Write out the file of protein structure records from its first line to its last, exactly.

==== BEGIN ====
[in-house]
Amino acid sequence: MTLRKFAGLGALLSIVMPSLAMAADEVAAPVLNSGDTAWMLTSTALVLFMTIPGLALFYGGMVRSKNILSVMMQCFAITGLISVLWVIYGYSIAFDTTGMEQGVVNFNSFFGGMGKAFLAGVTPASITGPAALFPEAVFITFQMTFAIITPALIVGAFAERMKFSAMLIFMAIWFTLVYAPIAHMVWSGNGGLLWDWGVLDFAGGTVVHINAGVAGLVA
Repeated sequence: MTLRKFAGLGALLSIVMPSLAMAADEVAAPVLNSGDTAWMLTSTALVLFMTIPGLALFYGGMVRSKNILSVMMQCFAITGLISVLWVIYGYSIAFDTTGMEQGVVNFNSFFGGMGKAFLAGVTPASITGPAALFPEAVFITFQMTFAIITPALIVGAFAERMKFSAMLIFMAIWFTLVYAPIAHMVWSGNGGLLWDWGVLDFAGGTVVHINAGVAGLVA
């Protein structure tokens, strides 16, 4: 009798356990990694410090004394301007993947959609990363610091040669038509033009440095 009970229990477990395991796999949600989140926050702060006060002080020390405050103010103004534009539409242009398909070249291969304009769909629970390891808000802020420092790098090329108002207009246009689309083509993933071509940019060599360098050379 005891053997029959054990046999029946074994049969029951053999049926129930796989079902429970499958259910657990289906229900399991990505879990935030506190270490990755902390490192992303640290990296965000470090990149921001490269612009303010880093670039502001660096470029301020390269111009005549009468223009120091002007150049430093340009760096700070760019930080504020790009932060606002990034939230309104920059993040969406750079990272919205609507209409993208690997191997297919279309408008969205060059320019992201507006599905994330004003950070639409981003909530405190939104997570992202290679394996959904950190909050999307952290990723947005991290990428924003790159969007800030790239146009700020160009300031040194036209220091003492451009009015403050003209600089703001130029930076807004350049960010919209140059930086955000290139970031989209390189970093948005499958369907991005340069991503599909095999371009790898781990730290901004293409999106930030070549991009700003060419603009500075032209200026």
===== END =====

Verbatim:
[in-house]
Amino acid sequence: MTLRKFAGLGALLSIVMPSLAMAADEVAAPVLNSGDTAWMLTSTALVLFMTIPGLALFYGGMVRSKNILSVMMQCFAITGLISVLWVIYGYSIAFDTTGMEQGVVNFNSFFGGMGKAFLAGVTPASITGPAALFPEAVFITFQMTFAIITPALIVGAFAERMKFSAMLIFMAIWFTLVYAPIAHMVWSGNGGLLWDWGVLDFAGGTVVHINAGVAGLVA
Repeated sequence: MTLRKFAGLGALLSIVMPSLAMAADEVAAPVLNSGDTAWMLTSTALVLFMTIPGLALFYGGMVRSKNILSVMMQCFAITGLISVLWVIYGYSIAFDTTGMEQGVVNFNSFFGGMGKAFLAGVTPASITGPAALFPEAVFITFQMTFAIITPALIVGAFAERMKFSAMLIFMAIWFTLVYAPIAHMVWSGNGGLLWDWGVLDFAGGTVVHINAGVAGLVA
């Protein structure tokens, strides 16, 4: 009798356990990694410090004394301007993947959609990363610091040669038509033009440095 009970229990477990395991796999949600989140926050702060006060002080020390405050103010103004534009539409242009398909070249291969304009769909629970390891808000802020420092790098090329108002207009246009689309083509993933071509940019060599360098050379 005891053997029959054990046999029946074994049969029951053999049926129930796989079902429970499958259910657990289906229900399991990505879990935030506190270490990755902390490192992303640290990296965000470090990149921001490269612009303010880093670039502001660096470029301020390269111009005549009468223009120091002007150049430093340009760096700070760019930080504020790009932060606002990034939230309104920059993040969406750079990272919205609507209409993208690997191997297919279309408008969205060059320019992201507006599905994330004003950070639409981003909530405190939104997570992202290679394996959904950190909050999307952290990723947005991290990428924003790159969007800030790239146009700020160009300031040194036209220091003492451009009015403050003209600089703001130029930076807004350049960010919209140059930086955000290139970031989209390189970093948005499958369907991005340069991503599909095999371009790898781990730290901004293409999106930030070549991009700003060419603009500075032209200026």